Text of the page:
After having two kids, she wanted a part-time gig so she launched her own meal-delivery service, Sonoma Meals, offering pre-cooked foods to local folks who do not have time to cook.
Payne, who went to pastry school in Los Angeles, studied in France for a year when she was 23. She moved to Sonoma about nine years ago with her husband, who works for Deutsch Family Wine and Kunde Family Winery. She landed a job at Ramekins culinary school, then served as opening chef for the newly reopened Williams Sonoma store in Sonoma.
The idea for Frenchie was inspired by Payne’s father, who owns a classic 1967 Citreon car in mint condition. Payne imagined using the car to serve up some authentic French food at catered events and called up her friend to see if she was game. Frenchie was launched about a year and a half ago.
The two chefs didn’t end up using the car, except as an occasional prop, but they did buy a cart and a tent to take to festivals such as Huichica at Gundlach Bundschu winery in Sonoma.
Their new space on Broadway, a former wedding studio where they have done pop-up events, became available last year, so they decided to lease it for the brick-and-mortar version of Frenchie, scheduled to open in late May or early June.
Having their own storefront will allow the chefs to not only highlight their own food but source condiments like honey and jam made by some of their favorite food crafters.
“We’ll have cheeses and salamis, and we’re finding really neat purveyors and artisans that we love and want to bring to Sonoma,” Pinkin said. “Most of the stuff we’re bringing in you can’t find around here, like the pork rillettes from Olympia Provisions of Portland.”
Frenchie Picnis and Provisions will be located at 521 B Broadway in Sonoma. Salads cost from $12 to $15; sandwiches from $10 to $12.
Golden Beet Dip
Makes about 2 cups
4 medium golden beets; quartered
2 tablespoons sherry vinegar
2 tablespoons olive oil
1 tablespoon turmeric
1 tablespoon cumin
¼ cup water
— Salt to taste
In a medium sauce pan, boil quartered beets in slightly salted water for 30ish minutes, or until fork tender. Strain beets and allow to cool. Next, peel the beets and toss into a food processor or blender. Add vinegar, olive oil, turmeric, cumin, water, a pinch of salt and blend until smooth. Add more water if necessary. Taste the dip and adjust seasoning (more salt, spices or vinegar) as needed. Serve with crudités, chips or crackers.
Salmon Nicoise Salad
Makes 1 serving
6 ounces wild salmon
4-5 baby potatoes
— Handful Nicoise olives
— Handful cherry tomatoes
— Handful of green beans, trimmed
1 hard-cooked egg (cooked to desired doneness, 9-12 minutes)
3 small handfuls of mixed greens (or other lettuce of your choice)
— Champagne vinaigrette (recipe follows)
Preheat oven to 450 degrees.
Liberally salt and pepper salmon. Squeeze one half of lemon over salmon and place on a foil rimmed sheet pan, skin side down. Roast for about 15 minutes or until salmon is medium rare and not raw in the middle. Remove from oven and let cool.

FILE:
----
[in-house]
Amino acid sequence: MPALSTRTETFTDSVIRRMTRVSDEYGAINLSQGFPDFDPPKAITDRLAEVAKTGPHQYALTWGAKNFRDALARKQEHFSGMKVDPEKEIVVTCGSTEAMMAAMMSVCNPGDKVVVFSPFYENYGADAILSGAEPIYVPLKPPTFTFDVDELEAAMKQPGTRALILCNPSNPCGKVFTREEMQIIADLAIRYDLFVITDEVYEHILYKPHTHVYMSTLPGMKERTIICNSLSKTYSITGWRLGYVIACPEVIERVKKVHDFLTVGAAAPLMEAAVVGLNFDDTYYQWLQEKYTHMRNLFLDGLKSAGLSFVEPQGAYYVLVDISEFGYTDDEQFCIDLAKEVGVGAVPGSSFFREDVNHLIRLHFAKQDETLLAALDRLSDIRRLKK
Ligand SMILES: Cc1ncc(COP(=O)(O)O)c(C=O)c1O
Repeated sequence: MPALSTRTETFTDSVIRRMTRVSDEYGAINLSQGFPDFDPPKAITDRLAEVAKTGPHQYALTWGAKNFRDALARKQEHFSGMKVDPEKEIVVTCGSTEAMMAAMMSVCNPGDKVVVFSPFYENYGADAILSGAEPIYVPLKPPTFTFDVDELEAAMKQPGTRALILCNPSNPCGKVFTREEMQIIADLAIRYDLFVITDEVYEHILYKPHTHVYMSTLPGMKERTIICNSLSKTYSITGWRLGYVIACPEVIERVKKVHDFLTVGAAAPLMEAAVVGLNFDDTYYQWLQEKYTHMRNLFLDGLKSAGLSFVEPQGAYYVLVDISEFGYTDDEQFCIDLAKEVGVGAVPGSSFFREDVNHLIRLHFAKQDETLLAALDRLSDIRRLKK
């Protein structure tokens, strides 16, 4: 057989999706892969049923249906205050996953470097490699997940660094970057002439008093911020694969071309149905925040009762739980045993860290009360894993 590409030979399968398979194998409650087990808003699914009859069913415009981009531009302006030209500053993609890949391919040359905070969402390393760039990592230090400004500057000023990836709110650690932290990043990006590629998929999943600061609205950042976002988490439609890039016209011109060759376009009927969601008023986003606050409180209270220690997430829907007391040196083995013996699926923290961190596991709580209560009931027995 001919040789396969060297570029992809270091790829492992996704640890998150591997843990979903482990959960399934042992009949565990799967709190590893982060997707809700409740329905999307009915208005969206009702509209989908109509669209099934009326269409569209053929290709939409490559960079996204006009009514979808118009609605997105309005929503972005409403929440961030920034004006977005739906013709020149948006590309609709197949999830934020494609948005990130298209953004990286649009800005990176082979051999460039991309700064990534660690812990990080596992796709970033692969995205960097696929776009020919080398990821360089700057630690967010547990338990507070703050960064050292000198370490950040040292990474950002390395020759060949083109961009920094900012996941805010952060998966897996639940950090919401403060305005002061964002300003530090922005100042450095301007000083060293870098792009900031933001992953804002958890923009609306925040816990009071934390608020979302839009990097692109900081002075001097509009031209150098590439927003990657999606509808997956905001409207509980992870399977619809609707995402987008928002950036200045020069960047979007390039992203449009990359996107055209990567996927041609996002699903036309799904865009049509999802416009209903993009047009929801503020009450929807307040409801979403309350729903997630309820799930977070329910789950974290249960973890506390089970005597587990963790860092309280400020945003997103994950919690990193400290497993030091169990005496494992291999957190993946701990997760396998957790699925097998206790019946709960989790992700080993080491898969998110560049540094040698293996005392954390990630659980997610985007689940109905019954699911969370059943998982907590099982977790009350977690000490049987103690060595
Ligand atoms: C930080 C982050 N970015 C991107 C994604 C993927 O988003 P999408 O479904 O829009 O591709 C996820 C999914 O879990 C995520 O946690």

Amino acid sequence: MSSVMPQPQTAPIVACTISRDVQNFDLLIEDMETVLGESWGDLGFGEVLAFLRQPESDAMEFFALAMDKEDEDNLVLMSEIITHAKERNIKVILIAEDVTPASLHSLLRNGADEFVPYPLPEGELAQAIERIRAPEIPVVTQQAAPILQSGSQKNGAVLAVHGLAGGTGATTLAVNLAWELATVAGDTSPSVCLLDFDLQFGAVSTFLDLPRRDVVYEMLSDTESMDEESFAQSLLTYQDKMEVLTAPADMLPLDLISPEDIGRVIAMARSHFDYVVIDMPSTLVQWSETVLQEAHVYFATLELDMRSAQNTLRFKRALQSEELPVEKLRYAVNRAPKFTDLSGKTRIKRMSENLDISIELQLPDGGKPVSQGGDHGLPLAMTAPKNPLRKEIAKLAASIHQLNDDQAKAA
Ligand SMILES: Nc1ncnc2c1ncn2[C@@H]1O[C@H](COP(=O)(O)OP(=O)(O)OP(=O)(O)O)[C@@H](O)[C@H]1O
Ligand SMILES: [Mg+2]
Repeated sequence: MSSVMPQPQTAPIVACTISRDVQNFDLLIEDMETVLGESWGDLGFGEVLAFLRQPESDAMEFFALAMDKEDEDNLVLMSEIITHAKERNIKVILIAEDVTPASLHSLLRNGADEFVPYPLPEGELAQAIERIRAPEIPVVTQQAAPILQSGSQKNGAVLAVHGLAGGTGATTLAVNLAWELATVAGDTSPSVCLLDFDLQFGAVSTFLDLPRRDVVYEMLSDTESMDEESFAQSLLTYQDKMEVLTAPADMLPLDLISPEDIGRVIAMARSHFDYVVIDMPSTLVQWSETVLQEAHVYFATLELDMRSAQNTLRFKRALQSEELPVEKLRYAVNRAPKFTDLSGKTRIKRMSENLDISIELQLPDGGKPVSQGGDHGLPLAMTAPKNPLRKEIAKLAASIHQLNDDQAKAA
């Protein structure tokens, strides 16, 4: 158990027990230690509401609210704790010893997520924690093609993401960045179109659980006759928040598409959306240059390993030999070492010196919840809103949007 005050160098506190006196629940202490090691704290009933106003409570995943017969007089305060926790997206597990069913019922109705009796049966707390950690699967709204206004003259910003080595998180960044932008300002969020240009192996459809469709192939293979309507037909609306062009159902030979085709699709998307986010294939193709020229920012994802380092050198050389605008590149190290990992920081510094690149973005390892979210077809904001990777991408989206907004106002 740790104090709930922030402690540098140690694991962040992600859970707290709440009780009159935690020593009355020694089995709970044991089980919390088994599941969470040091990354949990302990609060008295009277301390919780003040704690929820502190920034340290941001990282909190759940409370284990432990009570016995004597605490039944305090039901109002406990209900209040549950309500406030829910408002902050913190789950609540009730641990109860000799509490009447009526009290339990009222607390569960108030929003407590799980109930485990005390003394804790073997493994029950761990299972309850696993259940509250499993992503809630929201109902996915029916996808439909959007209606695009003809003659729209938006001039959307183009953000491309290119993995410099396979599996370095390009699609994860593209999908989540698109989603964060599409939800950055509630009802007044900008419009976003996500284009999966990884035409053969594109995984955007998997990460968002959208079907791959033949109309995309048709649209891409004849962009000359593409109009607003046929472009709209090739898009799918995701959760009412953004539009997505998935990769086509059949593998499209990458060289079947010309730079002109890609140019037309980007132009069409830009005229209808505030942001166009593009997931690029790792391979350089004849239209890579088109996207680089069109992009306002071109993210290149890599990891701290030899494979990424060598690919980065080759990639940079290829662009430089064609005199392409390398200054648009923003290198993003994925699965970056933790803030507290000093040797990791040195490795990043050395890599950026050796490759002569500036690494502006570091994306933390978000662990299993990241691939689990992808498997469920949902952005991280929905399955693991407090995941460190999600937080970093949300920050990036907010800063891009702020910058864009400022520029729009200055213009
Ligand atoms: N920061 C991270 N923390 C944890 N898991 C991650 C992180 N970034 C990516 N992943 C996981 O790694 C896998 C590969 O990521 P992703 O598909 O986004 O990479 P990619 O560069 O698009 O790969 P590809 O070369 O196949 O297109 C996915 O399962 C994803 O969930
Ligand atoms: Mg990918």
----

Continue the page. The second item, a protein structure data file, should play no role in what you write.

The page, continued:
Fill one pot with water. Salt it heavily and bring to a boil. Add potatoes and cook until easily pierced with a fork, about 10 minutes. Pull potatoes from water and let cool.
Bring water back to a boil. Add green beans and cook exactly 4 minutes. Remove from water and drop into ice bath.
To assemble salad: Place mixed greens on plate. Add tomatoes, cooled potatoes (halved if big), olives, hard-cooked egg sliced in half, green beans. Dress and serve.
Makes about 2/3 cup
1 teaspoon dijon mustard
1 teaspoon minced fresh garlic
3 tablespoons champagne vinegar
— Kosher salt and freshly ground black pepper
½ cup good quality olive oil
Whisk first 4 ingredients together until combined. Slowly add olive oil and whisk until emulsified. Alternatively you can use a Vitamix or blender using the same method, adding the olive oil last.
French Ham Baguette Sandwich
Makes 1 to 3 servings
3-4 slices Fra’mani Little Ham (or other good quality ham)
6 slices d’Affinois cheese (or other brie)
— Dijon mustard
— Salted butter (softened)
1 good baguette (from a bakery such as Model Bakery)
1 head of lettuce (or other leafy green)
Cut baguette in half. Then cut one half again lengthwise. Save the other half for later or double the recipe.
Spread Dijon on one side (we like quite bit.)
Spread salted butter on the other side (we like quite a bit of this, too.)
Layer ham on one side, then brie. Add lettuce. Close sandwich and enjoy.
Eggplant Jam, Goat Cheese and Arugula Sandwich
Makes 4 to 6 servings
1 loaf Della Fattoria Semolina bread (8 ½-inch slices cut from the loaf)
1 small bag arugula
8 ounces spreadable goat cheese (Chevoo is our favorite)
1 medium eggplant
1 28-ounce can crushed tomatoes
— Kosher salt
For eggplant jam: Using a peeler, strip your eggplant lengthwise. Slice eggplant into 1-inch rounds. Place eggplant slices on a plate with a few layers of paper towels, season eggplant rounds very generously with kosher salt. Allow the eggplant to sit in salt for at least 15 minutes.